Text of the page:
Whitesnake - 1989 Slip Of The Tongue (Review #1)


ARTIST: Whitesnake
ALBUM: Slip Of The Tongue
LABEL: Geffen
YEAR: 1989
CD REISSUE: Reissue list..


LINEUP: David Coverdale - vocals * Steve Vai - guitar * Adrian Vandenberg - guitar * Rudy Sarzo - bass * Tommy Aldridge - drums

TRACK LISTING: 01 Slip Of The Tongue * 02 Cheap 'an' Nasty * 03 Fool For Your Loving * 04 Now You're Gone * 05 Kitten's Got Claws * 06 Wings Of The Storm * 07 The Deeper The Love * 08 Judgement Day * 09 Slow Poke Music * 10 Sailing Ships



What do you get when you combine a charismatic frontman with several other great instrumentalists, great songs, a huge production, and videos featuring a hot chick?

Well, Whitesnake combined those elements into a multi-platinum album with their eponymous 1987 release.

Alas, personnel changes were becoming quite common with Coverdale, and the lineups used on the tour for that album and the recording for the next one are totally different.

With the huge success of the Whitesnake album, creating a worthy followup would be a tough challenge. Guitarist Adrian Vandenberg was heavily involved with Coverdale in the songwriting process, but was unable to play due to a wrist injury.

Steve Vai was the hired gun for the guitar duties, an interesting choice in retrospect.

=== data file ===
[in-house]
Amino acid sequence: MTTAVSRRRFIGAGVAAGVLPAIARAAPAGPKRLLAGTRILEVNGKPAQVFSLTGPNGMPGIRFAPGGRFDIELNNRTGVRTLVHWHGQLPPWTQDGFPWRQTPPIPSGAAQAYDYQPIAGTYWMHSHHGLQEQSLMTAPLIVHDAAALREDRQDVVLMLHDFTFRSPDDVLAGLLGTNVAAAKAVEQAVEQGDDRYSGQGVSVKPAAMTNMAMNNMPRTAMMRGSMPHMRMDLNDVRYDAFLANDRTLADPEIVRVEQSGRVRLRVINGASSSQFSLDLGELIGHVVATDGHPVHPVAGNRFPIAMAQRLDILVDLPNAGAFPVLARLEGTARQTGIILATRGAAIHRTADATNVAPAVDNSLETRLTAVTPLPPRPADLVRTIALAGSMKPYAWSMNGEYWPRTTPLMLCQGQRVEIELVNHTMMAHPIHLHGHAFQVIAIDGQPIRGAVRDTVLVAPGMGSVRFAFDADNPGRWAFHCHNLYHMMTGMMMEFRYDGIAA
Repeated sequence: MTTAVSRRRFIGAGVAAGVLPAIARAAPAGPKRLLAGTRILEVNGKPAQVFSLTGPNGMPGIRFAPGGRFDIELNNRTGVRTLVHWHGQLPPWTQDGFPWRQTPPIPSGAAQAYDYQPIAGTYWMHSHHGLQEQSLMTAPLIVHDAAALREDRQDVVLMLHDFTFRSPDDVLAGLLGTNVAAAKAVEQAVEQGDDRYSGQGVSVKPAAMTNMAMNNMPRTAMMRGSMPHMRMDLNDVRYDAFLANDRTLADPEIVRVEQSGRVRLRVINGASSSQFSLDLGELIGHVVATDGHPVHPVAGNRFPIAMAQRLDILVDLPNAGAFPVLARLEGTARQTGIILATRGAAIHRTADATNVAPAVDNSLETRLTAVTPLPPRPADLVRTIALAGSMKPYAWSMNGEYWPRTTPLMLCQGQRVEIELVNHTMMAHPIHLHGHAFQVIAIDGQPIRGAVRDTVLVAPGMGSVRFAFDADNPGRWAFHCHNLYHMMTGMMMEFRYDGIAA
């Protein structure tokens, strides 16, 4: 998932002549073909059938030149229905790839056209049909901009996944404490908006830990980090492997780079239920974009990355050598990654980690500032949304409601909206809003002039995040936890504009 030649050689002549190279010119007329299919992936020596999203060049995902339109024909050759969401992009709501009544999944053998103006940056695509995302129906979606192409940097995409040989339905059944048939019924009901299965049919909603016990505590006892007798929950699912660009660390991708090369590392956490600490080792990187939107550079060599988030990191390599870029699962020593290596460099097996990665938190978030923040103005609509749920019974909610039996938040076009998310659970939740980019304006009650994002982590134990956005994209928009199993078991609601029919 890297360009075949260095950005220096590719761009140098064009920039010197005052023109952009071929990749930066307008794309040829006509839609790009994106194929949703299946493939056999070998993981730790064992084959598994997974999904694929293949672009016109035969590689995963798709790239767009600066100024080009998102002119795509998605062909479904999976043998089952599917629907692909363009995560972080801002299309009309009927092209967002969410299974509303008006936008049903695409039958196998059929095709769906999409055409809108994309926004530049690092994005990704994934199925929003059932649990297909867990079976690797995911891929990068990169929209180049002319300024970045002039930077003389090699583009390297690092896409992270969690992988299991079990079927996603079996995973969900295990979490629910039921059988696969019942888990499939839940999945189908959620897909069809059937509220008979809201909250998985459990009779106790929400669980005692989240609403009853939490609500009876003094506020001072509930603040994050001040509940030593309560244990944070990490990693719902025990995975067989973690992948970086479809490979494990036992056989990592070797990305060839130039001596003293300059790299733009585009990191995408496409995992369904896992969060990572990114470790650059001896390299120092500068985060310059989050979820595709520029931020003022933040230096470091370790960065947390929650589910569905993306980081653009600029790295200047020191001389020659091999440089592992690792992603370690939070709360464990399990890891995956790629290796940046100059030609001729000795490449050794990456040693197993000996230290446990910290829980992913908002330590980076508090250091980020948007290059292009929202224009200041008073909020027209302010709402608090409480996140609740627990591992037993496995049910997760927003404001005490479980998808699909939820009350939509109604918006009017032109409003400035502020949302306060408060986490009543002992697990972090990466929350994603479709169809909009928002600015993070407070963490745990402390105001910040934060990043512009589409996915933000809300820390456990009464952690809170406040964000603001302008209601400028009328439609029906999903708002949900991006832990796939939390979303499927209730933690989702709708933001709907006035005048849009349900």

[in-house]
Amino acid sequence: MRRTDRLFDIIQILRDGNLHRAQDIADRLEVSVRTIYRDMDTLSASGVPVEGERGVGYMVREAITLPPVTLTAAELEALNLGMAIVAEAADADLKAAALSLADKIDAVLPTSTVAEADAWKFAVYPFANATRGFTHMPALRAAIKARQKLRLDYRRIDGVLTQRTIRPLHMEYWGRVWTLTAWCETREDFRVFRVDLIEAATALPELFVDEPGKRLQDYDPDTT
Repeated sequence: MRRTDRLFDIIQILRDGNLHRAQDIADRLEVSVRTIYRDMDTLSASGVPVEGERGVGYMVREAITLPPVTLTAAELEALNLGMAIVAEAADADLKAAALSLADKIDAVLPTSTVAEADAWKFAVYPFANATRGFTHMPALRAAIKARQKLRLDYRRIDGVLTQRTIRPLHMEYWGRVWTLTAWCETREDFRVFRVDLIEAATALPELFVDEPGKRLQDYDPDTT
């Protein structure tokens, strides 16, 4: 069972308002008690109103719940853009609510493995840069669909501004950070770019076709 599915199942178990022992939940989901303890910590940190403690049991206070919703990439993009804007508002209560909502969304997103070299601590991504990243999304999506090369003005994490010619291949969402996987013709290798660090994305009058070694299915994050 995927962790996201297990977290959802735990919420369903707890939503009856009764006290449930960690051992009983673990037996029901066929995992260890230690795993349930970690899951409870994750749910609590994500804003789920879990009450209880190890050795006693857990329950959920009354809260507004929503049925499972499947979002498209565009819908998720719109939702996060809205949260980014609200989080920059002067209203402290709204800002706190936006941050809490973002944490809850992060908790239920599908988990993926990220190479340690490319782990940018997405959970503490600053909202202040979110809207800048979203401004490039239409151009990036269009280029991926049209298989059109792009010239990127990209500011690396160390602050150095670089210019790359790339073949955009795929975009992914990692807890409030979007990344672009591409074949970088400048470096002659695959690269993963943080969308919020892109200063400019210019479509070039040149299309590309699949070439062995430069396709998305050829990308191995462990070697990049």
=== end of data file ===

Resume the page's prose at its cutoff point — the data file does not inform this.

The Songs

The title track opener kicks off the album in a huge way and contains all the elements you'd expect from the band at this point in their career, grand keyboards, guitar-hero shredding, tough vocals, and a stop-start thing that had been used on earlier hits. It's apparent that Vai has a totally different approach from that of John Sykes.

'Cheap & Nasty' harkens back to the sound of the past two albums - guitar solo aside.

The first big hit is 'Fool For Your Loving', a remake from the 1980 'Ready An' Willing' album.

As for the rest of the album, you get the big hits 'Now You're Gone' and 'The Deeper The Love', faster-paced 'Kitten's Got Claws', retro-sounding 'Slow Poke Music', and attempts at a more epic sound with 'Wings Of The Storm', Judgement Day', and 'Sailing Ships'.

In Summary

A general consensus among many is that this album abandoned what Coverdale had started with Whitesnake in an attempt to cash in on the band's momentum.

Gone is much of the bluesy element, replaced with a very slick production and songs that were meant to appeal to the masses. Steve Vai had gained fame in David Lee Roth's band in the role of guitar stud, and many believe that his style was not the best fit for Whitesnake.

Be all that as it may, though, this album was rather huge at the time. It didn't move as many units as its predecessor, but it did sell in the millions and provided a soundtrack for many youth (and slightly older folks) for 1989-1990.

It's one that still works well for me and takes me back to a specific time of my life, which is what good music is supposed to do.

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